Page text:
During late fall, I found the chrysalis of a praying mantis and, after taking a few pictures, I put the chrysalis in a safe place so the flower gardens of my wife, Mary Alice, will benefit this coming summer from these amazing insects.
Our praying mantis (Mantis religiosa) accidentally was introduced into our country in 1899 on nursery stock from southern Europe. The word mantis is a Greek word meaning a prophet or fortune teller.
The praying mantis is a predator, with a diet consisting of living insects, even each other; hence, the name also of preying mantis.
A female praying
mantis created this chrysalis on a piece
of bark. A chrysalis can contain young mantises, which develop in early spring and hatch in early summer.
OF BILL BOWER
PHOTO COURTESY OF BILL BOWER
Some praying mantises are green, as seen above.
Each praying mantis egg case will hatch between 100 to 200 tiny mantises. In order to hatch, several weeks of warm weather will be needed.
The reason for hatching at the end of June is that insects will be readily available for food. When hatching, the young crawl from between tiny flaps in the case and hang from silken threads about 2 inches below the case.
After drying out, the long-legged young disperse into the vegetation, leaving no evidence of their appearance. This takes place within an hour or two, and it's very difficult to know hatching has occurred unless the elusive and well camouflaged young are found. The egg case does not change appearance in any way.
The praying mantis is a most remarkable creature, with a striking appearance and curious habits! The praying mantis does not bite humans, damage household furnishings or spread disease. However, if handled, their spiny-like forelegs can be readily felt as a sharp pinch.
The insects most commonly are seen in late September and early October, while either resting on a plant or fluttering through the air. The common name comes from the manner in which the mantis holds up the forepart of its body, with its enormous front legs, as though in prayer.
There are 22 species of the praying mantis in North America, and I've seen both green and brown mantises. Ornithologists are not sure of the reason for the different colors. Some will say that as the mantises grow they change colors, from being transparent to light green to dark green and brown when mature. Others believe the color depends on the presence of moisture - green when wet and brown when dry. Still others say the color change is so the mantises can blend in with leaves, sticks and other plant matter.
As the young mantis grows, it will go through seven molts before the summer is over. Another source stated that after each molt, the mantis gradually changes its color from a creamy white to a light brown and then to green.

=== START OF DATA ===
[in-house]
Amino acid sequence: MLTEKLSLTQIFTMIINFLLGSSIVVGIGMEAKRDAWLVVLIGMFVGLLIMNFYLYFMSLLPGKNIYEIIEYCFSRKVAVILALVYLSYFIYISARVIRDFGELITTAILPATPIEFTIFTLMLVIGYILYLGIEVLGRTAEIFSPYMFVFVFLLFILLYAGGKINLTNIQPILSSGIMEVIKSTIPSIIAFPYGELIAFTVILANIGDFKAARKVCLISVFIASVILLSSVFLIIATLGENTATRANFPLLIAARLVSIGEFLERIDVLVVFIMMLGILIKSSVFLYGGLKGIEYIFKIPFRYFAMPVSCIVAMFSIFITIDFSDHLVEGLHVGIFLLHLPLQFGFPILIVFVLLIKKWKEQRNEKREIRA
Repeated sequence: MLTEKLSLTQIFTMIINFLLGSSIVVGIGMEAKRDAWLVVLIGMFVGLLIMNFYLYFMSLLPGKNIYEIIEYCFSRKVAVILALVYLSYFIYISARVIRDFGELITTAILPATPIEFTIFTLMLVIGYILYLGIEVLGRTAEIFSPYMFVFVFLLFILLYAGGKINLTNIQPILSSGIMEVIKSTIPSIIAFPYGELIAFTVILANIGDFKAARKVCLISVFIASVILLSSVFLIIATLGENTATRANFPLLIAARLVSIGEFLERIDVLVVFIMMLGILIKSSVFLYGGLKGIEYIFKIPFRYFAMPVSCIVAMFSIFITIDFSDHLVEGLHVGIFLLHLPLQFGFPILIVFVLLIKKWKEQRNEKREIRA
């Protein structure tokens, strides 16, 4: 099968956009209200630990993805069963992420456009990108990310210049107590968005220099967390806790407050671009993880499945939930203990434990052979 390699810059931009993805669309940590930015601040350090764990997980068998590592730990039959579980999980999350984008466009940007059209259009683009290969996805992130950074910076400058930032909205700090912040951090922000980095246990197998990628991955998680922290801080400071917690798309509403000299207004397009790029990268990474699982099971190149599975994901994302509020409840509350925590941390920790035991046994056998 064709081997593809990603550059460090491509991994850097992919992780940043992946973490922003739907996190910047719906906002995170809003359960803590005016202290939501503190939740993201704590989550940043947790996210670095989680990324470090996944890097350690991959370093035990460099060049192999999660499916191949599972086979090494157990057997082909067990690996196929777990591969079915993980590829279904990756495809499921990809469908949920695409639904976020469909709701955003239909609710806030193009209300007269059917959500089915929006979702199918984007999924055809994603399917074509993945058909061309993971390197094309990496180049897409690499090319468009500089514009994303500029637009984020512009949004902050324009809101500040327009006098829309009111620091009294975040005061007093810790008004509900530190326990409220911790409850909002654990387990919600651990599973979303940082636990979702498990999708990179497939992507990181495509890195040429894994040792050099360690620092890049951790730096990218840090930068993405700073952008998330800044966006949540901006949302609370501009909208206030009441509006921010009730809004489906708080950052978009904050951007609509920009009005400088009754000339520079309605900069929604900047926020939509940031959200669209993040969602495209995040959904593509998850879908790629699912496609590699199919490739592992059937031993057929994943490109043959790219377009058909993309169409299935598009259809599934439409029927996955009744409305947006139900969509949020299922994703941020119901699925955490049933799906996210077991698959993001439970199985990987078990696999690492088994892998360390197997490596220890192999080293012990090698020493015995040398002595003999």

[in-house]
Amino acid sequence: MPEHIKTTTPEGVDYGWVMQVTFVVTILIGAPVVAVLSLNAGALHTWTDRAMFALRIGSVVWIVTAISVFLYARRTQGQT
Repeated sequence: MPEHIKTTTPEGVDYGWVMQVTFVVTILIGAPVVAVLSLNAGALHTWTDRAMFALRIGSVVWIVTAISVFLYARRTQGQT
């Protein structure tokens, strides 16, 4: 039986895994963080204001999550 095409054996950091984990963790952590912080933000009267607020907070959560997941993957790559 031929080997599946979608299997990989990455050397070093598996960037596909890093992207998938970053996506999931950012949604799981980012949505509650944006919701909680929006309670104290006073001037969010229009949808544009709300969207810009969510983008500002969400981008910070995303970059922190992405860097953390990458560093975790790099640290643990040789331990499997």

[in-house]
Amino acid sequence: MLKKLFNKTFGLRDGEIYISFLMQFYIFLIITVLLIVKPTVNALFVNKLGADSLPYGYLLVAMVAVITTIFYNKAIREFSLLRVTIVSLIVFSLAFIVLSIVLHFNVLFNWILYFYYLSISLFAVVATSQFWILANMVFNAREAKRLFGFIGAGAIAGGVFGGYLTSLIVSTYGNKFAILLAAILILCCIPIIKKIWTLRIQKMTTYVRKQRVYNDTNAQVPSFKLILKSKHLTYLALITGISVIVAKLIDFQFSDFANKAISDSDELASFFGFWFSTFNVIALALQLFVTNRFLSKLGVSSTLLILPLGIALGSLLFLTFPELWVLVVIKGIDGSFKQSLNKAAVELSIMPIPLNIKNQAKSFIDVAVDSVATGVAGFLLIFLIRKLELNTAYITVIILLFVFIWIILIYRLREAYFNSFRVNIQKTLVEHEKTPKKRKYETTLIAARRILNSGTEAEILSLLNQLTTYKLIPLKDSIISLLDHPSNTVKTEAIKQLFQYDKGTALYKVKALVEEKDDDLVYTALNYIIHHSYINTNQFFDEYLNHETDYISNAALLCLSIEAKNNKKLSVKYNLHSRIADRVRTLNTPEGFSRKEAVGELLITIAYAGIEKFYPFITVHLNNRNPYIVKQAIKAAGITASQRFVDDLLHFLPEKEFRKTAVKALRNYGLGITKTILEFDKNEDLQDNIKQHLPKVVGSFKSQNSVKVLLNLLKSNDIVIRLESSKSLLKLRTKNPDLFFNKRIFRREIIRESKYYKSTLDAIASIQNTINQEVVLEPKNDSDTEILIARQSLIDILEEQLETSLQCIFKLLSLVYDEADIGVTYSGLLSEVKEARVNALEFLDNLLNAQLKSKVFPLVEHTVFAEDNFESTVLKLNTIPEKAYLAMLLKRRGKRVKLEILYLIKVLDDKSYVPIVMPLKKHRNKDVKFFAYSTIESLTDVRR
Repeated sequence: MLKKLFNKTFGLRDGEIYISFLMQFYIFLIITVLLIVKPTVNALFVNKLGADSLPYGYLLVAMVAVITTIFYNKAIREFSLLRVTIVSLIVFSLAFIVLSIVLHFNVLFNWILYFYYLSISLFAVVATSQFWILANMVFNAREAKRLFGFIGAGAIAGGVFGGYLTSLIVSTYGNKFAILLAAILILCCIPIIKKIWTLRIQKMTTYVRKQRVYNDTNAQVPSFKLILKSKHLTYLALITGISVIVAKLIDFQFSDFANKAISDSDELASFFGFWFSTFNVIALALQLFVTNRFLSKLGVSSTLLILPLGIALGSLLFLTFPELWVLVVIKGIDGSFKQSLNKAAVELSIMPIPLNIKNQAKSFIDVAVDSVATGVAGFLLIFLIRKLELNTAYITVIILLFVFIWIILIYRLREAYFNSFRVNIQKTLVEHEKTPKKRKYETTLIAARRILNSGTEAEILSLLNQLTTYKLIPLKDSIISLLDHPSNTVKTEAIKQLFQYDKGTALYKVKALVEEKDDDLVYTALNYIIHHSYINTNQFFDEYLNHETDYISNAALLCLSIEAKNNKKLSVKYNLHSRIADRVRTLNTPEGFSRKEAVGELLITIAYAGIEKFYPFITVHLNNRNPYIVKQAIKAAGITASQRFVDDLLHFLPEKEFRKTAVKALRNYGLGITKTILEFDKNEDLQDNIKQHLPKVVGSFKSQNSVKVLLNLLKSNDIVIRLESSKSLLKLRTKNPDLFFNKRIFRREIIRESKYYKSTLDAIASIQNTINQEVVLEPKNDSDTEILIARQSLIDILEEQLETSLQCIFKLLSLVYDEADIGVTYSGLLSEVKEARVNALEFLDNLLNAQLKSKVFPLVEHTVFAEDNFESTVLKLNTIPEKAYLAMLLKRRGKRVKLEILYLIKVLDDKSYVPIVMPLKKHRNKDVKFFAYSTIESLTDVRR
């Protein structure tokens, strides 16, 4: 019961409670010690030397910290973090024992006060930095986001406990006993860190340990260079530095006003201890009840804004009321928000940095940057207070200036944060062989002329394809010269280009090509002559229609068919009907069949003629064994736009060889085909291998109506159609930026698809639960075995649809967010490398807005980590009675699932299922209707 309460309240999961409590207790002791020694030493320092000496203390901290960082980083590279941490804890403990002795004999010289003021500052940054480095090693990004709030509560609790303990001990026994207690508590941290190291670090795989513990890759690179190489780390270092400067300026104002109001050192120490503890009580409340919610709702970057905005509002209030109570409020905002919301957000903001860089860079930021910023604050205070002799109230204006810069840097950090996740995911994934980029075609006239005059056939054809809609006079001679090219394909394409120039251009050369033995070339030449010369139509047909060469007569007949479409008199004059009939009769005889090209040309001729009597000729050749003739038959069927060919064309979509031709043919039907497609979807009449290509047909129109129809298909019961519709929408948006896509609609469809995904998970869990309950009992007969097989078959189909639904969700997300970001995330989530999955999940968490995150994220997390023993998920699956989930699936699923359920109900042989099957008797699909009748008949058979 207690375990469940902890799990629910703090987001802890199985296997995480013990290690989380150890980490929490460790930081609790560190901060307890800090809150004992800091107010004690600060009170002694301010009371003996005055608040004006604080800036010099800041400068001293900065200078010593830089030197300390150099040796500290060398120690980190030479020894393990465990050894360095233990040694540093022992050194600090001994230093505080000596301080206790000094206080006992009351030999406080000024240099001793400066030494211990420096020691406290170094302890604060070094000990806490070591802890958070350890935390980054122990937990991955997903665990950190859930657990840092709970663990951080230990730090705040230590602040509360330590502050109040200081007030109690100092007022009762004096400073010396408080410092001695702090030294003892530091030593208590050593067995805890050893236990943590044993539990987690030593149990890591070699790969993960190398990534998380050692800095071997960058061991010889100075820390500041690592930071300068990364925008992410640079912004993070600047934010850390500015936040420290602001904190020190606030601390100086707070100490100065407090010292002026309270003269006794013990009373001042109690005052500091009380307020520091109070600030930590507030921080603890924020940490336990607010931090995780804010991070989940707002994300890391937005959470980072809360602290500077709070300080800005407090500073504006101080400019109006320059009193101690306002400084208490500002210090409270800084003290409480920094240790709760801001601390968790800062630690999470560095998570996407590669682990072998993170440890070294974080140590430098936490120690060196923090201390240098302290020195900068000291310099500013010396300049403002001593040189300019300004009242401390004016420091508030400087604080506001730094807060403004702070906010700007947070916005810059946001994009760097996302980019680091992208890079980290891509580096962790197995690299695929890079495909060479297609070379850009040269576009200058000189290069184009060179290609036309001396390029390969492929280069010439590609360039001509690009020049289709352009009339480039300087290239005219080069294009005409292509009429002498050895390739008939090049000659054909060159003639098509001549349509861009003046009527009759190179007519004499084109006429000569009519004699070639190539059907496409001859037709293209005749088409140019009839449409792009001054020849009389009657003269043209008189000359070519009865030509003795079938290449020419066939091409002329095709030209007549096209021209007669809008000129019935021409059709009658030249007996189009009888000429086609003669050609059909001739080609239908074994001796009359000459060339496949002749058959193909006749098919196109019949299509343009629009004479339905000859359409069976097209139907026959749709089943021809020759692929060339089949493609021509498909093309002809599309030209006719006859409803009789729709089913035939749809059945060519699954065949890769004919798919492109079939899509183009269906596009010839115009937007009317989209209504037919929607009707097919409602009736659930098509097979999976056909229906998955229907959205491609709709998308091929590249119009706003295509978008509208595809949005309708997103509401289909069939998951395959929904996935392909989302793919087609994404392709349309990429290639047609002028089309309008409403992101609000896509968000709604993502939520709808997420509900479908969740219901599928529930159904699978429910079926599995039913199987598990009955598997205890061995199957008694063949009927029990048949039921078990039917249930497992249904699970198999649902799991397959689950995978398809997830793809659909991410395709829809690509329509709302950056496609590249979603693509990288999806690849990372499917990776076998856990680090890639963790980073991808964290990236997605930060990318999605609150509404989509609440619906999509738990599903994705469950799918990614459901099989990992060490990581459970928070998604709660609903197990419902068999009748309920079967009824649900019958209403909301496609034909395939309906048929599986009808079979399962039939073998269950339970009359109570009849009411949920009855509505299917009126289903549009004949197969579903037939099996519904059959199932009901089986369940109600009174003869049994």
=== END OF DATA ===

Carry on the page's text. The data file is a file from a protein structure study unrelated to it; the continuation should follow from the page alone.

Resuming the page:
The mantis hunts for food by lying in ambush, while perched on a limb, with head erect and praying arms raised. Its two large compound eyes watch the surrounding area for an approaching meal.
The head of a praying mantis is remarkably flexible, allowing the insect to turn nearly 300 degrees. The insect relies heavily on its vision to notice even the slightest movement. Also, the mantis has sensitive antennas that respond to odors and vibrations in the air.
In the fall, mating season occurs, with the male cautiously approaching the female for fear he might end up as a meal. He usually approaches the female from behind and climbs upon her back; holds on to her with his front legs and then tips his abdomen to join hers, allowing the sperm cells to pass to the female's body.
It's possible that the female could attack the male while mating; however, if this occurs, the male does not resist but will try to finish mating before the attack.
If the male survives the mating, he will live for only a few more weeks until cold weather ends his natural life cycle.
After mating, the female will seek out nourishing food to give her strength. She then looks for a spot to lay her eggs and begins to make the egg case (ootheca) on a branch or twig. This is done by releasing a frothy material from a gland in her abdomen.
The material is whipped into a foamy mass, into which her eggs are deposited. As each egg passes through her reproductive system (ovipositor), it is united with the male sperm. After the tasks of building the egg case and laying the eggs, the female dies.
Throughout the winter months, the egg case hangs from either the branch of a shrub or tree The eggs inside are protected from the wet and cold weather by the hard outer surface of the egg case.
In early spring, the young praying mantises begin to develop inside the eggs.
I hope that I'm able to take some pictures when the young hatch out next June.
Bower retired after 34 years as a wildlife conservation officer for the state Game Commission. He has published several books about his experiences. Questions and comments may be sent to him at 153 Redington Ave., Troy PA 16947.